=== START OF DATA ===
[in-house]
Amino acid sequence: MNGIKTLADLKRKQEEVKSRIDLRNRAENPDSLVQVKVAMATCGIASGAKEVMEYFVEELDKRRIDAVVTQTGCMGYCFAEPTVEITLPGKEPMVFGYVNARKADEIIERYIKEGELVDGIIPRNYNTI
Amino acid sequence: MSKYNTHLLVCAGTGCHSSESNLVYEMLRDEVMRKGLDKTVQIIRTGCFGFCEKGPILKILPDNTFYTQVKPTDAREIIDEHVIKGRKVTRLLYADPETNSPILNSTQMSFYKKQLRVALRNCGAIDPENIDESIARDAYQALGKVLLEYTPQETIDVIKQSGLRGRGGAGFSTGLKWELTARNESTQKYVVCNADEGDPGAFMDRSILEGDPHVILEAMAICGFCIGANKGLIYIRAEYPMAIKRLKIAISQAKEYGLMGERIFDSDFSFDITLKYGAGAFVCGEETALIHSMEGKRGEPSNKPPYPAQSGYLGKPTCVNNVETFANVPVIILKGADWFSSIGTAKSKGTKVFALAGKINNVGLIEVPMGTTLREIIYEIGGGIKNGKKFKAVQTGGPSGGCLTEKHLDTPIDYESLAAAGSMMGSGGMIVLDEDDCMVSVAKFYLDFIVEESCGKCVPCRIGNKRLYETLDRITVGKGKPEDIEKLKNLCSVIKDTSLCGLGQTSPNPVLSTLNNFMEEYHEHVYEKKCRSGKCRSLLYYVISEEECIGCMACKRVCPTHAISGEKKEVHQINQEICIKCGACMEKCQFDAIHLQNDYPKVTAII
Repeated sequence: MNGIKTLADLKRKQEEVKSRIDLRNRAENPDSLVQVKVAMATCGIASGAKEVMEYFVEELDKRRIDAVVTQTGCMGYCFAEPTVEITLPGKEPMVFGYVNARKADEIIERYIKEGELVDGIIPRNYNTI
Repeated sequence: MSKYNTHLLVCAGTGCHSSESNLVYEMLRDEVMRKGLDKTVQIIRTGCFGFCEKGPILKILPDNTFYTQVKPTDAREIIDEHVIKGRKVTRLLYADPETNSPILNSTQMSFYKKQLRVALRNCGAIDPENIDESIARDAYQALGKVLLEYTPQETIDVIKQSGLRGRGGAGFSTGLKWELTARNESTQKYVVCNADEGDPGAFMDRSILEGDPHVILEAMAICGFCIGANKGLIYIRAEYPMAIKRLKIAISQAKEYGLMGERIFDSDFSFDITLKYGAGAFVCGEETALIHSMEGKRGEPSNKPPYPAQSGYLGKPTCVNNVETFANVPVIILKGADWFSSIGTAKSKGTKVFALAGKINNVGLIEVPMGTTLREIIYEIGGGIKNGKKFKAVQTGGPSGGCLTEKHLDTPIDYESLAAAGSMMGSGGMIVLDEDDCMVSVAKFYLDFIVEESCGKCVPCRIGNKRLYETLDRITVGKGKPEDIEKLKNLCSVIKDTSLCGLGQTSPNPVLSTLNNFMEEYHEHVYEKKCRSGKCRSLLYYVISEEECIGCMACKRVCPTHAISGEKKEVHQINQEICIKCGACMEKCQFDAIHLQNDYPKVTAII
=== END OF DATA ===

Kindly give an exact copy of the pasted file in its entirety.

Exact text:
[in-house]
Amino acid sequence: MNGIKTLADLKRKQEEVKSRIDLRNRAENPDSLVQVKVAMATCGIASGAKEVMEYFVEELDKRRIDAVVTQTGCMGYCFAEPTVEITLPGKEPMVFGYVNARKADEIIERYIKEGELVDGIIPRNYNTI
Amino acid sequence: MSKYNTHLLVCAGTGCHSSESNLVYEMLRDEVMRKGLDKTVQIIRTGCFGFCEKGPILKILPDNTFYTQVKPTDAREIIDEHVIKGRKVTRLLYADPETNSPILNSTQMSFYKKQLRVALRNCGAIDPENIDESIARDAYQALGKVLLEYTPQETIDVIKQSGLRGRGGAGFSTGLKWELTARNESTQKYVVCNADEGDPGAFMDRSILEGDPHVILEAMAICGFCIGANKGLIYIRAEYPMAIKRLKIAISQAKEYGLMGERIFDSDFSFDITLKYGAGAFVCGEETALIHSMEGKRGEPSNKPPYPAQSGYLGKPTCVNNVETFANVPVIILKGADWFSSIGTAKSKGTKVFALAGKINNVGLIEVPMGTTLREIIYEIGGGIKNGKKFKAVQTGGPSGGCLTEKHLDTPIDYESLAAAGSMMGSGGMIVLDEDDCMVSVAKFYLDFIVEESCGKCVPCRIGNKRLYETLDRITVGKGKPEDIEKLKNLCSVIKDTSLCGLGQTSPNPVLSTLNNFMEEYHEHVYEKKCRSGKCRSLLYYVISEEECIGCMACKRVCPTHAISGEKKEVHQINQEICIKCGACMEKCQFDAIHLQNDYPKVTAII
Repeated sequence: MNGIKTLADLKRKQEEVKSRIDLRNRAENPDSLVQVKVAMATCGIASGAKEVMEYFVEELDKRRIDAVVTQTGCMGYCFAEPTVEITLPGKEPMVFGYVNARKADEIIERYIKEGELVDGIIPRNYNTI
Repeated sequence: MSKYNTHLLVCAGTGCHSSESNLVYEMLRDEVMRKGLDKTVQIIRTGCFGFCEKGPILKILPDNTFYTQVKPTDAREIIDEHVIKGRKVTRLLYADPETNSPILNSTQMSFYKKQLRVALRNCGAIDPENIDESIARDAYQALGKVLLEYTPQETIDVIKQSGLRGRGGAGFSTGLKWELTARNESTQKYVVCNADEGDPGAFMDRSILEGDPHVILEAMAICGFCIGANKGLIYIRAEYPMAIKRLKIAISQAKEYGLMGERIFDSDFSFDITLKYGAGAFVCGEETALIHSMEGKRGEPSNKPPYPAQSGYLGKPTCVNNVETFANVPVIILKGADWFSSIGTAKSKGTKVFALAGKINNVGLIEVPMGTTLREIIYEIGGGIKNGKKFKAVQTGGPSGGCLTEKHLDTPIDYESLAAAGSMMGSGGMIVLDEDDCMVSVAKFYLDFIVEESCGKCVPCRIGNKRLYETLDRITVGKGKPEDIEKLKNLCSVIKDTSLCGLGQTSPNPVLSTLNNFMEEYHEHVYEKKCRSGKCRSLLYYVISEEECIGCMACKRVCPTHAISGEKKEVHQINQEICIKCGACMEKCQFDAIHLQNDYPKVTAII